• Enalaprilas a medicine is mainly utilized in the treatment of high blood pressure in an adult and also the congestive heart failure. Additionally, this drug may also be used in treating the ventricles disorder that depicts the restrictions of the lower chambers of the heart in allowing blood flows to the heart (Kiriş et.al.2011). This disorder is known to decrease the capacity of the heart in pumping blood to the rest of the body. Considering that Mr. Waters experienced some Pain: 7/10 in left chest with a BP of 108/60 would indicate that he was suffering from the Left Ventricular Dysfunction as factor that resulted in the description of Enalapril  10 mg BD. This therefore requires that the patient is observed for a period of two hours until the blood pressure stabilizes.

Enalapril’s mechanism of action can be depicted in the case of this patient that results in the suppression of the renin-angiotensin-aldosterone systems, an aspect that results in the decrease of plasma angiotenisn II thus resulting in a decrease of the vasopressin activities and aldosterone secretions (Kiriş et.al.2011). In this case, treatment will incorporate the use of VASOTEC alone that will be conducted over 48 weeks with the aim of increasing the patient’s serum potassium levels.

  • Atorvastatin is a medicine that can be used in treating an elevated total cholesterol condition (LDL) with the aim of elevating HDL cholesterol. The primary aim of the use of this drug in Mr. Water’s condition was to lower the cholesterol levels of a prescription of Atorvastatin 40 mg daily. Atorvastatin is known as one of the efficient synthetic lipid-lowering agents that inhibits 3-hydroxy-3-methylglutaryl-coenzyme A (HMG-CoA). The use of this drug therefore catalyses the conversion of HMG-CoA to mevalonate, an aspect that is essential in the biosynthesis of cholesterol (Kiriş et.al.2011). When less cholesterol is produced, the liver is known to take more cholesterol from the patient’s bloodstream, an aspect that would result in the circulation of low levels of cholesterol in the blood.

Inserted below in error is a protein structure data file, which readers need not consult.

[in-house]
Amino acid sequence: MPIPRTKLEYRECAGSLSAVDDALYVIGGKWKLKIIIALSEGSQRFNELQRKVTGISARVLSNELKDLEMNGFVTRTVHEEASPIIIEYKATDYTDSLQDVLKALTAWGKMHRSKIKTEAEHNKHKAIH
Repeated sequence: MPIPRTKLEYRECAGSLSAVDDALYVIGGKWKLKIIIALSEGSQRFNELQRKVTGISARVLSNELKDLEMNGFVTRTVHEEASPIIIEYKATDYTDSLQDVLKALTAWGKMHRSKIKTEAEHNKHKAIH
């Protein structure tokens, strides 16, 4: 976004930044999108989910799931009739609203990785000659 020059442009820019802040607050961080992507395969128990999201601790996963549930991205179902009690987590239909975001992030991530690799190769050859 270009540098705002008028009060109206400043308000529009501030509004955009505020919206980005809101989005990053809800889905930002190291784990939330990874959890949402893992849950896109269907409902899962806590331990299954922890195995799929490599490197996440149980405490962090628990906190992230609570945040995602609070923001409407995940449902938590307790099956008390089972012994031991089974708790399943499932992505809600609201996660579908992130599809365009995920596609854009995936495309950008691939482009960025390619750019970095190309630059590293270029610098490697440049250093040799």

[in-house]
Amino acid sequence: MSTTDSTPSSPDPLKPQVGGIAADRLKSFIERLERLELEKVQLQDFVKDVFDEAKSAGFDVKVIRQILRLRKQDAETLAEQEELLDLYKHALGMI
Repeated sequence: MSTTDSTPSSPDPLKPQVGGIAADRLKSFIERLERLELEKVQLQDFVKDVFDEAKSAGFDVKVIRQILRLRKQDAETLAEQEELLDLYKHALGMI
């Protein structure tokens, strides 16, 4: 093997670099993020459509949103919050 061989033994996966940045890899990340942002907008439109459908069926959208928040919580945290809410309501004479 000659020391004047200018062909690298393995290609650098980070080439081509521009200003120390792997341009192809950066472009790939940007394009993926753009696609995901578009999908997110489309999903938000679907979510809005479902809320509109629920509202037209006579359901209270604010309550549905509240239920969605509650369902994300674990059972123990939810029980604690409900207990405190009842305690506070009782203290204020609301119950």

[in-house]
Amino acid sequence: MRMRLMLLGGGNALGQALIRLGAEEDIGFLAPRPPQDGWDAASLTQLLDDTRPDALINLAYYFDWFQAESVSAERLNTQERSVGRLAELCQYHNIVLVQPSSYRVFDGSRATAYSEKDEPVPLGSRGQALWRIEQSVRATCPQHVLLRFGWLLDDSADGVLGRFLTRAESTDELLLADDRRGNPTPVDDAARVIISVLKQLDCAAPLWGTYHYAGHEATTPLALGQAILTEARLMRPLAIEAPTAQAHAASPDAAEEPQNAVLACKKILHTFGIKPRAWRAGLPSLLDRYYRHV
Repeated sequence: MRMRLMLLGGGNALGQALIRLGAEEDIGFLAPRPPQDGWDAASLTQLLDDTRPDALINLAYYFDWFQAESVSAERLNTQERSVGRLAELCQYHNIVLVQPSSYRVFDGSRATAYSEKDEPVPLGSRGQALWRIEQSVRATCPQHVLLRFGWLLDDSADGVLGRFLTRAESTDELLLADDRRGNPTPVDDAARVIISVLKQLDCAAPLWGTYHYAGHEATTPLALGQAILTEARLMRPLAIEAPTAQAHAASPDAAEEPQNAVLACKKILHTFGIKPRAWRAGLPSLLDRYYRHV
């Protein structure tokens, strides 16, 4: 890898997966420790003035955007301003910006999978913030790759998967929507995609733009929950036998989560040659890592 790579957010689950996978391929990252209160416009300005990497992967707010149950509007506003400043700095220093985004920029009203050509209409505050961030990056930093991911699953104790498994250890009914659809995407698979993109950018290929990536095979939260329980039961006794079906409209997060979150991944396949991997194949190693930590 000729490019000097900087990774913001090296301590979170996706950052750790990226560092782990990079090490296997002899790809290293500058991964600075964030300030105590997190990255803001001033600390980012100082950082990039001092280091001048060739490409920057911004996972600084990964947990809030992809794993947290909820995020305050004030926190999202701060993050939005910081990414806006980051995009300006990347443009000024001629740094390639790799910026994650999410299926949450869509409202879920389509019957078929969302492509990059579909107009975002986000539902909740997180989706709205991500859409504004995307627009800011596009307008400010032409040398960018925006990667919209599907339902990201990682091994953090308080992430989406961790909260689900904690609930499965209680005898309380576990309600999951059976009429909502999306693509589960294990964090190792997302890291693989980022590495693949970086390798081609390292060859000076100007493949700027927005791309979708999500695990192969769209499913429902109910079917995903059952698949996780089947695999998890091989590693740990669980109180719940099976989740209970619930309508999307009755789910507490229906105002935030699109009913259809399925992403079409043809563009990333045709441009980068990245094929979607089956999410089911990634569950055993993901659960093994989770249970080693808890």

• Using the ABCDE framework to discuss Mr Waters current observations

The ABCDE framework in this case can be used as an observational tool through the consideration of the following principles (Halpin & Riggins, 2014):

Airway (A): Airway obstructions are considered as life threatening and would require immediate attention since they may result in hypoxia and damage the heart, kidney and the brain. In this case, it is important that:

            1.  An assessment is made on the signs of airway blockages on the patient.

2. The airway elements that block the airway are treated as a medical emergency

            3. The patient is gives Oxygen is at a higher concentration

Breathing (B): During the assessment process, it is vital to consider the patients breathing and diagnose the difficulties. Treatment should be directed to the life-threatening conditions.

Calculation (C): In the case of Mr. Waters, it is essential to take consideration of hypovolaemia which may result in shocks (Halpin & Riggins, 2014). In a case where there are no signs of a cardiac cause, it is advisable that Mr. Waters is put on intravenous fluid especially when his condition depicts a fast heart rate. Breathing problems are likely to lead to a problem in a patient’s circulatory state and should be treated as early as depicted.

Disability (D): There is a need of determining the patient’s conscious level through the use of an AVPU method. This determines the alertness and the manner in which the patient responds to painful stimuli or his unresponsiveness to all the stimuli’s (Halpin & Riggins, 2014). In order to determine Mr. Water’s response to painful stimuli, the application of a supra-orbital pressure would be effective.

Exposure (E): In order to determine Mr. Water’s full exposure to his body, it is imperative to minimize the aspect of heat loss as a way of respecting his dignity. In establishing the differences in the observations, it is important to consider that the patients HR increased to 115 from 113 with a BP of 110/63 from 108/60. On the other hand, the patients RR were irregular and increased to 31 from the original observation of 28.

  • Action to take while waiting to review Mr Waters
    • Conducting an assessment
    • Controlling the patients airways distress
    • Consider the precipitating factors
    • Completing the patients respiratory assessment
    • Monitor the patients deteriorating or improving symptoms
    • Consider an assessment on the patient’s family support and teach them how stress levels may exacerbate the ailments symptoms
    • Mr. Water’s current medication includes Salbutamol PRN. It is essential to determine that this drug belongs to the class of medicines also known as β2-adrenergic agonists and that are inhaled through the mouth to aid in opening bronchial tubes and allow the passage of air into the lungs (Halpin & Riggins, 2014).
    • The mechanism of action of salbutamol